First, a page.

/community-engaged / Enriched by Outreach

Young astronomers at Starry Nights@SFU

THE SFU DIFFERENCE As one of Canada’s most inclusive universities, it’s in our DNA to connect beyond the classroom. For almost 50 years SFU has added social, economic and cultural value to the communities we serve.

  • Taking science to the streets

    During Canada’s official Year of Science, faculty, staff and students from SFU’s Faculty of Science spread their passion for science across the Lower Mainland and BC through outreach programs such as Science Al!ve, Science in Action, Taste of Pi and Starry Nights. The latter program hosted more than 3,000 kids and adults at celestial education workshops and evening star parties on the Burnaby campus. Fundraising for a new mountaintop observatory is well underway. More than half of the $4 million cost has been raised to date.

  • First ‘Gathering of the Clan’ beats all expectations

    Talk about a winner: SFU Athletics beat all expectations with its first annual “Gathering of the Clan” fundraising breakfast at the Vancouver Convention Centre last spring. More than 1,000 supporters turned out to support SFU’s transition into NCAA Division II and the Great Northwest Athletic Conference. As SFU alum and Toronto Raptors head coach Jay Triano noted in his keynote speech, becoming the first Canadian school to join the NCAA signals a bright future for SFU’s athletic program: “Like the explorer this university was named after, we are pioneers. When I coached at the Olympics in 2000 in Sydney, I looked around and there was Allison McNeill [former SFU women’s basketball head coach], Mike Renney [current SFU softball head coach] and Dave McKay [former SFU wrestler] serving as national team coaches. I couldn’t count all of the SFU athletes who were competing for Canada. And I thought, ‘Does any other university send anybody to the Olympics?’ The tradition of excellence is here at Simon Fraser University and I’m convinced that tradition will flourish as the school moves into the NCAA.”

  • New downtown arts centre embraces community

    With the opening of a downtown Vancouver campus in 1989, SFU set a new standard for community engagement by a post-secondary institution—and then continued to raise the bar. Today, the Goldcorp Centre for the Arts, home to SFU’s School for the Contemporary Arts, is the beating heart of the exciting Woodward’s redevelopment project. This beautiful new space not only provides world-class facilities for students and faculty, it is an important resource to the local arts community. Through the newly established Vancity Community Engagement Office, SFU will deliver tuition-free cultural programs to inner-city residents.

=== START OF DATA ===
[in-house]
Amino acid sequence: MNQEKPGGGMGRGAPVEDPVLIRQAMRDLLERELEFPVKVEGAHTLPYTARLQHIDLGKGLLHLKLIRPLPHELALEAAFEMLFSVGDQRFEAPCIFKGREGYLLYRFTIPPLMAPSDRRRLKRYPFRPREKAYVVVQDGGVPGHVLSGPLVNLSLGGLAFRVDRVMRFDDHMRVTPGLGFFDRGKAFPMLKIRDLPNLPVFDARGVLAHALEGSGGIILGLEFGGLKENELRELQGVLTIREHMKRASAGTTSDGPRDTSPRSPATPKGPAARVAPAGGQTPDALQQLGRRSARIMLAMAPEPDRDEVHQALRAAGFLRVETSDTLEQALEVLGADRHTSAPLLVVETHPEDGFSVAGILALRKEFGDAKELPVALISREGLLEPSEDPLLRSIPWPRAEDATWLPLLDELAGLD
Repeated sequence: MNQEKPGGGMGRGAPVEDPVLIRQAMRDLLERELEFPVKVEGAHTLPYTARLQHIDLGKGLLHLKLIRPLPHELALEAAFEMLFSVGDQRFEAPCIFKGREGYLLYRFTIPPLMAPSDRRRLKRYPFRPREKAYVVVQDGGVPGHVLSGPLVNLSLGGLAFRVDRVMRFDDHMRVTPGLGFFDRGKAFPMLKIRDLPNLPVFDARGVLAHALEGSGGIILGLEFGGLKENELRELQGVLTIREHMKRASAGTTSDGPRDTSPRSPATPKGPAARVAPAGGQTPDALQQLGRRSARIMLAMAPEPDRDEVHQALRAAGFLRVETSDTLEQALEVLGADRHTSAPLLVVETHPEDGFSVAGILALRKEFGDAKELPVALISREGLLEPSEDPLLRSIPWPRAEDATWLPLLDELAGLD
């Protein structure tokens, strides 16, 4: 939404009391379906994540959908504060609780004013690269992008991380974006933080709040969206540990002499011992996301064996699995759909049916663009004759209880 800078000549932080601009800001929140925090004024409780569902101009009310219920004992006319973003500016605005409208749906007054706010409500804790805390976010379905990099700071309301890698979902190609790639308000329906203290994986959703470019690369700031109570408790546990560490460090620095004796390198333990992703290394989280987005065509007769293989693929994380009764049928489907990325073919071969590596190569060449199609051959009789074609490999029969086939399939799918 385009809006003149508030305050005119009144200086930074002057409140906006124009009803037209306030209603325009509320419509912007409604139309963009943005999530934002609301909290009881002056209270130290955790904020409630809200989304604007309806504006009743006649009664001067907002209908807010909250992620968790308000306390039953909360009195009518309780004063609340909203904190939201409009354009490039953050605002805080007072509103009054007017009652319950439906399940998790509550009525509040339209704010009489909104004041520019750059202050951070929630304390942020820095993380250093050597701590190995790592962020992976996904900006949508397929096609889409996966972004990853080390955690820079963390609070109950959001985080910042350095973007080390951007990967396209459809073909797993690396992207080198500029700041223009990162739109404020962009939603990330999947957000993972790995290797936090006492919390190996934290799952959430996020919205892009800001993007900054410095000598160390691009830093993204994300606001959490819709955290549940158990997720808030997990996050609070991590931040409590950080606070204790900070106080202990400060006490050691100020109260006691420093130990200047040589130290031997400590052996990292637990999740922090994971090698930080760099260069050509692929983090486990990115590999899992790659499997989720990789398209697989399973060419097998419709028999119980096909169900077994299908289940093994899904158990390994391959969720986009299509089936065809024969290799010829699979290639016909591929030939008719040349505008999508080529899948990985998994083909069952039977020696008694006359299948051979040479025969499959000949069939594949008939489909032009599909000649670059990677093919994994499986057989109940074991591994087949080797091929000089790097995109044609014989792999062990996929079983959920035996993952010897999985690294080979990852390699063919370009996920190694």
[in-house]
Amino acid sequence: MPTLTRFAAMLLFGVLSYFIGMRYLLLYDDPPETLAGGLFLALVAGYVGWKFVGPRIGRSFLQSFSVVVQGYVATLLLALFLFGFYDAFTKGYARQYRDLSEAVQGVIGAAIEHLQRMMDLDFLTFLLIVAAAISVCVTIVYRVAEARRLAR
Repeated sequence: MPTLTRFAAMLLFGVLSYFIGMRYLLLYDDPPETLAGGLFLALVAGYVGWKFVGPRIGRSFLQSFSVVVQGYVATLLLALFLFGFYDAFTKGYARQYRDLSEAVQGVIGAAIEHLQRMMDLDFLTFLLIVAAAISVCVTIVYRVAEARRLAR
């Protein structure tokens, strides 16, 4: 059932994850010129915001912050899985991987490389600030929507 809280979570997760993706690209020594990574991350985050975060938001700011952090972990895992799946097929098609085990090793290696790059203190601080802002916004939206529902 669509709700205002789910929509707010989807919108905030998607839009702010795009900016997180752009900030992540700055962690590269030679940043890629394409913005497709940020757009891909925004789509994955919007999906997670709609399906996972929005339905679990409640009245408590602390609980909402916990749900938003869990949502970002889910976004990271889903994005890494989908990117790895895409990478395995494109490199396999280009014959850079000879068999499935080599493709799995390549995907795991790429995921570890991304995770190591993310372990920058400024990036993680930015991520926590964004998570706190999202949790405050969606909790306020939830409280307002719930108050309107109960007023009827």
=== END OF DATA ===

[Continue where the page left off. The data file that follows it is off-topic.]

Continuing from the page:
• Surrey campus shapes BC’s fastest-growing community

    In Surrey, SFU continues to serve as a catalyst for urban redevelopment, reshaping the form and even the function of this fast-growing city. The dramatic Bing Thom-designed campus—a new city centre landmark—is a thriving community hub, delivering diverse and broad-reaching programs such as the Surrey Transportation Lecture Program, a ground-breaking experiment in community involvement and continuing education. In partnership with the City of Surrey, SFU launched a 10-week course aimed at educating citizens about the decision-making process around controversial transportation planning issues.

  • UniverCity wins tops honours for sustainability

    Once isolated, SFU’s original Burnaby campus is now part of a thriving residential community that is celebrated internationally as a model of sustainability. To its long list of awards, UniverCity this year added the Federation of Canadian Municipalities 2011 Sustainable Communities Award, in the inaugural Integrated Neighbourhood Development category. With the recent opening of an elementary school (that will welcome SFU Education students and researchers), a full-service grocery store (that employs students), and the construction of a beautiful new childcare centre (that will care for the youngest family members of faculty and staff), the new community has greatly enhanced the quality of life on Burnaby Mountain.